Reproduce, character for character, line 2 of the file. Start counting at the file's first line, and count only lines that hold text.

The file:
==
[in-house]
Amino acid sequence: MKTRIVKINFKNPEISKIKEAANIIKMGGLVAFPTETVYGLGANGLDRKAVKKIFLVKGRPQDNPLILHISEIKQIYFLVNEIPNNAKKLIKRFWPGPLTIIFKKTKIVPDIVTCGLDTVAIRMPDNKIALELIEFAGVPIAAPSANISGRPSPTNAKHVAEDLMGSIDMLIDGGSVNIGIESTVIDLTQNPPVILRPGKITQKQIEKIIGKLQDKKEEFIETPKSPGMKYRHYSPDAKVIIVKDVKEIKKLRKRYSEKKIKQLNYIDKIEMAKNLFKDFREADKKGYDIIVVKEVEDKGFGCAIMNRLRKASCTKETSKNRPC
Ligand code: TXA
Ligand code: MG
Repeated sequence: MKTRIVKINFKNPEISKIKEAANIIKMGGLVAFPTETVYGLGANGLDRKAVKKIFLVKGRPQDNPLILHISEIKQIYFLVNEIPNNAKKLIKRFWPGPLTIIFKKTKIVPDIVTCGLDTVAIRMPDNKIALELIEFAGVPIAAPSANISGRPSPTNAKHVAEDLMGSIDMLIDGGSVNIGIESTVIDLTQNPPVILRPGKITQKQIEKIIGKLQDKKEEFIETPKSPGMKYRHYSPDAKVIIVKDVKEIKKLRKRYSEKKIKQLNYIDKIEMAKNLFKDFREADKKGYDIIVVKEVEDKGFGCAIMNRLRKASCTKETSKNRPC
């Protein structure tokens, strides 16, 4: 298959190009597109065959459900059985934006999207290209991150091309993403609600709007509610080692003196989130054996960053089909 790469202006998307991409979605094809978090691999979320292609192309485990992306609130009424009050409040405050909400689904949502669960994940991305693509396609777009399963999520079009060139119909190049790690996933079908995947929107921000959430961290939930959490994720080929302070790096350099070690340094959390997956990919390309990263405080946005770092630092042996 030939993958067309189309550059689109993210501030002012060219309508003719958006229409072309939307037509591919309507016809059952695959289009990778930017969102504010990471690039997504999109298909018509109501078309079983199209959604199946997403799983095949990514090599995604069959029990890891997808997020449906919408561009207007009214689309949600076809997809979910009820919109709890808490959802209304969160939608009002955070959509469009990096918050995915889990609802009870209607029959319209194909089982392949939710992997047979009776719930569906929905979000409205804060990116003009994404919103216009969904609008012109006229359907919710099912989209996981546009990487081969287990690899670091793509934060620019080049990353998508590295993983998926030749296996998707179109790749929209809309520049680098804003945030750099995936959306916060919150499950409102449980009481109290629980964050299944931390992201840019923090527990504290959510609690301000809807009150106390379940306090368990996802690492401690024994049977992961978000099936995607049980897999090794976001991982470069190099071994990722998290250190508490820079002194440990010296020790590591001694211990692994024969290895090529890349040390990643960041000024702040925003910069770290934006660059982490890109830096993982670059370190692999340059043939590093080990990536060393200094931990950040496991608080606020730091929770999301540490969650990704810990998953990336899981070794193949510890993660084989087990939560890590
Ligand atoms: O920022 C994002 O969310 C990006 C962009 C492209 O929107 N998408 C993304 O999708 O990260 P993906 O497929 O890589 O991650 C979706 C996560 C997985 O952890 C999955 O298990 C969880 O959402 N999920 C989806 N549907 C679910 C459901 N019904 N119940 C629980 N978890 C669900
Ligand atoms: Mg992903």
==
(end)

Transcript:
Amino acid sequence: MKTRIVKINFKNPEISKIKEAANIIKMGGLVAFPTETVYGLGANGLDRKAVKKIFLVKGRPQDNPLILHISEIKQIYFLVNEIPNNAKKLIKRFWPGPLTIIFKKTKIVPDIVTCGLDTVAIRMPDNKIALELIEFAGVPIAAPSANISGRPSPTNAKHVAEDLMGSIDMLIDGGSVNIGIESTVIDLTQNPPVILRPGKITQKQIEKIIGKLQDKKEEFIETPKSPGMKYRHYSPDAKVIIVKDVKEIKKLRKRYSEKKIKQLNYIDKIEMAKNLFKDFREADKKGYDIIVVKEVEDKGFGCAIMNRLRKASCTKETSKNRPC